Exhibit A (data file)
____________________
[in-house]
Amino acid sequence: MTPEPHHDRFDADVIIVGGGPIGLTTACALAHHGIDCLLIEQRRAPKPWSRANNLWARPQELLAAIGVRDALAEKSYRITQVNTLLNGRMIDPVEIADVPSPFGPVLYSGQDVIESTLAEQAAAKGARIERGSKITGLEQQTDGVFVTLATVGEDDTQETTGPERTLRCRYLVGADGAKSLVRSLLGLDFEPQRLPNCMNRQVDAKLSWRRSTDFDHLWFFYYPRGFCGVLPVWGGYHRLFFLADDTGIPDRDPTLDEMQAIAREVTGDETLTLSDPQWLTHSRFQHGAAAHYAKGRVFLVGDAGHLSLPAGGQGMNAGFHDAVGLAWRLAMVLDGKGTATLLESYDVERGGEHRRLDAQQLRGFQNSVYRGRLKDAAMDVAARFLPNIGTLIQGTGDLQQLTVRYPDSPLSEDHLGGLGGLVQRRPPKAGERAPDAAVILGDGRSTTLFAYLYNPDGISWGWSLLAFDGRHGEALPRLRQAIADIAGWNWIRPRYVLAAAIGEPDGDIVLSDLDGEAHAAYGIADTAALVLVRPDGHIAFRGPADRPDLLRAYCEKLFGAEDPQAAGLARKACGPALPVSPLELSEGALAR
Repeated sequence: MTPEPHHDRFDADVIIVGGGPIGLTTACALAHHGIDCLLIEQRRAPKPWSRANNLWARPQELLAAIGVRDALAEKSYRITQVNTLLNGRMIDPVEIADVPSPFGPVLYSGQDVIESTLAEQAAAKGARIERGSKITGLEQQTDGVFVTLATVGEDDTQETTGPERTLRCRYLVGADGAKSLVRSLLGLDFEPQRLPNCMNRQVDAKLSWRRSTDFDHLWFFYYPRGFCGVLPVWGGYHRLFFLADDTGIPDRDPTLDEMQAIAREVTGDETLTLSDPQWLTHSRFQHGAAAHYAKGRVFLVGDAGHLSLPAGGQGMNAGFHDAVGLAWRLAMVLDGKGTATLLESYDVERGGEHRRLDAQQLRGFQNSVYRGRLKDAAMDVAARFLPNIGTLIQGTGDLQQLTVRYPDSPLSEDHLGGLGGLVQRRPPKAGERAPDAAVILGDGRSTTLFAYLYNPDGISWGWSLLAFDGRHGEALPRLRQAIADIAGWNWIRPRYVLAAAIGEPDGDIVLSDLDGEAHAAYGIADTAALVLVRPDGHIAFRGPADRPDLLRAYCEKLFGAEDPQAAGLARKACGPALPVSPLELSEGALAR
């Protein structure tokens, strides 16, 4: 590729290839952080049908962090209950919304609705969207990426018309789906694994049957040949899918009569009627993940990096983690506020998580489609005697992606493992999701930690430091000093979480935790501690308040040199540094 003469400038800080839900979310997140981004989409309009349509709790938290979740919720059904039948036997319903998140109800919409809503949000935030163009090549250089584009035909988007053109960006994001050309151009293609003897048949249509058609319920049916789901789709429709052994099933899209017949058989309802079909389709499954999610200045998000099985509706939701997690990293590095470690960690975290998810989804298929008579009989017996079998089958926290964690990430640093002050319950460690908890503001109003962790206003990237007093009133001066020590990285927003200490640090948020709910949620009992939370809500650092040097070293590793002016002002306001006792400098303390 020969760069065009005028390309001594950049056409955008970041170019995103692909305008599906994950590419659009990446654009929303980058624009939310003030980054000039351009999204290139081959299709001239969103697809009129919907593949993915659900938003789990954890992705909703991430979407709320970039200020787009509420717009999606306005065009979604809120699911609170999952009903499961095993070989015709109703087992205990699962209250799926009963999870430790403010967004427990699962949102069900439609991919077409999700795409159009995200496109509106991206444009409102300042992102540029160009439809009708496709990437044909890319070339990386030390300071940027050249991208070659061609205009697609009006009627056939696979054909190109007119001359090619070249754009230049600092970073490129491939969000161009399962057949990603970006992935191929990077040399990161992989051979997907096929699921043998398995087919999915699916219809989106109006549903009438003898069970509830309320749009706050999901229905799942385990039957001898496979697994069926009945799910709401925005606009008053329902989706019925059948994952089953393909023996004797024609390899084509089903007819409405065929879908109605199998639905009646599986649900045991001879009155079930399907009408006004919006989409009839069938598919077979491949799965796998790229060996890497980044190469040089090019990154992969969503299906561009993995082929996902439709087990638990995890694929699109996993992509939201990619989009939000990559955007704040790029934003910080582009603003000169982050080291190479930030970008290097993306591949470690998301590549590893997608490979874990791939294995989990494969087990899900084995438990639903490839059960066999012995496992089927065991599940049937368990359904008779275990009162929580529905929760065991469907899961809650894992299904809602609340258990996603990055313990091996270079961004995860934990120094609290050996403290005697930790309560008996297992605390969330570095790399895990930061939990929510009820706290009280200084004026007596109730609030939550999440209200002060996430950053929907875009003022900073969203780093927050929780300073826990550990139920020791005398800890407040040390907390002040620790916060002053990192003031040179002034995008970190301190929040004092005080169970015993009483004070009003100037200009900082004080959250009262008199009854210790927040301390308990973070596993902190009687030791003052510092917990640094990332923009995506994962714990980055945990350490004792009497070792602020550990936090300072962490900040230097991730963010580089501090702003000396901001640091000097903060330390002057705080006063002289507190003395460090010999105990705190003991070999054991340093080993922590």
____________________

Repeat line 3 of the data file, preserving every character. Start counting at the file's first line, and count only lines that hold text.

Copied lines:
Repeated sequence: MTPEPHHDRFDADVIIVGGGPIGLTTACALAHHGIDCLLIEQRRAPKPWSRANNLWARPQELLAAIGVRDALAEKSYRITQVNTLLNGRMIDPVEIADVPSPFGPVLYSGQDVIESTLAEQAAAKGARIERGSKITGLEQQTDGVFVTLATVGEDDTQETTGPERTLRCRYLVGADGAKSLVRSLLGLDFEPQRLPNCMNRQVDAKLSWRRSTDFDHLWFFYYPRGFCGVLPVWGGYHRLFFLADDTGIPDRDPTLDEMQAIAREVTGDETLTLSDPQWLTHSRFQHGAAAHYAKGRVFLVGDAGHLSLPAGGQGMNAGFHDAVGLAWRLAMVLDGKGTATLLESYDVERGGEHRRLDAQQLRGFQNSVYRGRLKDAAMDVAARFLPNIGTLIQGTGDLQQLTVRYPDSPLSEDHLGGLGGLVQRRPPKAGERAPDAAVILGDGRSTTLFAYLYNPDGISWGWSLLAFDGRHGEALPRLRQAIADIAGWNWIRPRYVLAAAIGEPDGDIVLSDLDGEAHAAYGIADTAALVLVRPDGHIAFRGPADRPDLLRAYCEKLFGAEDPQAAGLARKACGPALPVSPLELSEGALAR